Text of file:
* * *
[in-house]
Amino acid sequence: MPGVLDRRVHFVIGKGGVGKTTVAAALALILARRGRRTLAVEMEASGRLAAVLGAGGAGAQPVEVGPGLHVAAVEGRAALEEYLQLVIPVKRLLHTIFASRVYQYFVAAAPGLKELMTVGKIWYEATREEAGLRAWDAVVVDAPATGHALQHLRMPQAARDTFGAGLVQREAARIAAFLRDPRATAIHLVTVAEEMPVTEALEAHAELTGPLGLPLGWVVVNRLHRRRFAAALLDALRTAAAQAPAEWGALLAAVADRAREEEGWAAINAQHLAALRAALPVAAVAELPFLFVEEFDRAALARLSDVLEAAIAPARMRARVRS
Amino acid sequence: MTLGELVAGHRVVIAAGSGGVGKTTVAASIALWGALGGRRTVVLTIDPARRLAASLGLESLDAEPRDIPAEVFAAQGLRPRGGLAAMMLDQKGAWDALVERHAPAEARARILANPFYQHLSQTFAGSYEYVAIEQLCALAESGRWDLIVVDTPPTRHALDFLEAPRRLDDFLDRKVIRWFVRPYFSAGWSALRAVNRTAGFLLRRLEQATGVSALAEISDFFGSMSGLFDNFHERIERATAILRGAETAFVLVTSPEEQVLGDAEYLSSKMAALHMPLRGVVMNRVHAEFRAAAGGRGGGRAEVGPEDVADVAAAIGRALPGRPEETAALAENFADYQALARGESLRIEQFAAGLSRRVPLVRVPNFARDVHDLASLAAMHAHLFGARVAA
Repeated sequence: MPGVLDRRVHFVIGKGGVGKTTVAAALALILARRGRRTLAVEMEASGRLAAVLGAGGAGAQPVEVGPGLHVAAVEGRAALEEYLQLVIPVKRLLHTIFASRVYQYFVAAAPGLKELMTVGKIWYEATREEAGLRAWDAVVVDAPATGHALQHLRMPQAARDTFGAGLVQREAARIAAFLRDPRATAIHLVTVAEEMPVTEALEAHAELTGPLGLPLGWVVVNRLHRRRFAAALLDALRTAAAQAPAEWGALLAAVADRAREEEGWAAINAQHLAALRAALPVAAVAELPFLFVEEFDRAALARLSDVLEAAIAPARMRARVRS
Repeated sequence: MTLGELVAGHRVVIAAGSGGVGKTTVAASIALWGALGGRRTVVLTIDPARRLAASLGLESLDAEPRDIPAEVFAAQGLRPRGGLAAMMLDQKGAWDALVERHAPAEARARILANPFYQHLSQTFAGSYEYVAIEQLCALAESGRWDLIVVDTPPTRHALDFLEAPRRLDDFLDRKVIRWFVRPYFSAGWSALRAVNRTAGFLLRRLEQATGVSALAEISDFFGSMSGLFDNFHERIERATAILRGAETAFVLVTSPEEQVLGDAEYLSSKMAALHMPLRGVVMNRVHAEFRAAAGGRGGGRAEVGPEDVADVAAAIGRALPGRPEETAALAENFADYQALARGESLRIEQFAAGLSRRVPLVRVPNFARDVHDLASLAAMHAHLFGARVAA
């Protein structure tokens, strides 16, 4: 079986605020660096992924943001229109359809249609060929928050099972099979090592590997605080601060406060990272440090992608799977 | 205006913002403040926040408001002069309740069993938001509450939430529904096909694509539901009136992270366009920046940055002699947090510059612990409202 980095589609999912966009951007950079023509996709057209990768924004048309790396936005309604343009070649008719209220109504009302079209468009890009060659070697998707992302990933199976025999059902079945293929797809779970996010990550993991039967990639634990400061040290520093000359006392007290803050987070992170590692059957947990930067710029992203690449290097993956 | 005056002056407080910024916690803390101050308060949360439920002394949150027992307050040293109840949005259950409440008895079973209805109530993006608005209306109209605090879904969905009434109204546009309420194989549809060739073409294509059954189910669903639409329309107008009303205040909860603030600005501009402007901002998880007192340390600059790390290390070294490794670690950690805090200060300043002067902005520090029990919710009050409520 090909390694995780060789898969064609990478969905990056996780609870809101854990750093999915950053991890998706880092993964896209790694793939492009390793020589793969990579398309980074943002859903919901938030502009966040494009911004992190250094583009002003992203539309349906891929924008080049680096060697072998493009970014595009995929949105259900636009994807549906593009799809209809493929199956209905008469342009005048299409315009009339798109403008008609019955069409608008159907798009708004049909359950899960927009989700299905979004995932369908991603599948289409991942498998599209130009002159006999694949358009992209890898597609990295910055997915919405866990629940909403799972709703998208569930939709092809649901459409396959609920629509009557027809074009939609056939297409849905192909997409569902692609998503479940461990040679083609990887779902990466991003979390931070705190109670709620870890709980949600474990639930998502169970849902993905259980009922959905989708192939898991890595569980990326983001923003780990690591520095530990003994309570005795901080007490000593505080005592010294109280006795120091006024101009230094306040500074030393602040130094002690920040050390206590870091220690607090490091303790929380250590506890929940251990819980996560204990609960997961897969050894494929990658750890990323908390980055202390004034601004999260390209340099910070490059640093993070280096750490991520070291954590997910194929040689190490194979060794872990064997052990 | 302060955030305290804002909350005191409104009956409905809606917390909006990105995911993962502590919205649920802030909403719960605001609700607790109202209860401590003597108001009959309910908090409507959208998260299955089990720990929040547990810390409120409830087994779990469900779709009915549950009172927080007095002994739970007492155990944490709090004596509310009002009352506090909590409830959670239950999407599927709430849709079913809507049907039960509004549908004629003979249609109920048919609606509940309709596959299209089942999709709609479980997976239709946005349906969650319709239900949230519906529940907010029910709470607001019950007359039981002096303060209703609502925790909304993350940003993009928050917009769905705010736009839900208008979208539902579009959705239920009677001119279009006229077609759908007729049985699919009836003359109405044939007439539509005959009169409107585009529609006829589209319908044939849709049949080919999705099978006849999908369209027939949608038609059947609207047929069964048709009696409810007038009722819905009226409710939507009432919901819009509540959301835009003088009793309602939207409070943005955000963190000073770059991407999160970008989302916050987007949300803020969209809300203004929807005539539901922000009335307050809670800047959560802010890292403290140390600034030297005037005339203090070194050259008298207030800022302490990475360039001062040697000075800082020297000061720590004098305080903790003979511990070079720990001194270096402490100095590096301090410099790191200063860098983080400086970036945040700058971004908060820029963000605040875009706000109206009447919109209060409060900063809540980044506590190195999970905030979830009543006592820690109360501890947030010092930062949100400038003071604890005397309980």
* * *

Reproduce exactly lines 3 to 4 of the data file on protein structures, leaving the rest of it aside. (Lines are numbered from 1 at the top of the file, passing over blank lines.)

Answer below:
Amino acid sequence: MTLGELVAGHRVVIAAGSGGVGKTTVAASIALWGALGGRRTVVLTIDPARRLAASLGLESLDAEPRDIPAEVFAAQGLRPRGGLAAMMLDQKGAWDALVERHAPAEARARILANPFYQHLSQTFAGSYEYVAIEQLCALAESGRWDLIVVDTPPTRHALDFLEAPRRLDDFLDRKVIRWFVRPYFSAGWSALRAVNRTAGFLLRRLEQATGVSALAEISDFFGSMSGLFDNFHERIERATAILRGAETAFVLVTSPEEQVLGDAEYLSSKMAALHMPLRGVVMNRVHAEFRAAAGGRGGGRAEVGPEDVADVAAAIGRALPGRPEETAALAENFADYQALARGESLRIEQFAAGLSRRVPLVRVPNFARDVHDLASLAAMHAHLFGARVAA
Repeated sequence: MPGVLDRRVHFVIGKGGVGKTTVAAALALILARRGRRTLAVEMEASGRLAAVLGAGGAGAQPVEVGPGLHVAAVEGRAALEEYLQLVIPVKRLLHTIFASRVYQYFVAAAPGLKELMTVGKIWYEATREEAGLRAWDAVVVDAPATGHALQHLRMPQAARDTFGAGLVQREAARIAAFLRDPRATAIHLVTVAEEMPVTEALEAHAELTGPLGLPLGWVVVNRLHRRRFAAALLDALRTAAAQAPAEWGALLAAVADRAREEEGWAAINAQHLAALRAALPVAAVAELPFLFVEEFDRAALARLSDVLEAAIAPARMRARVRS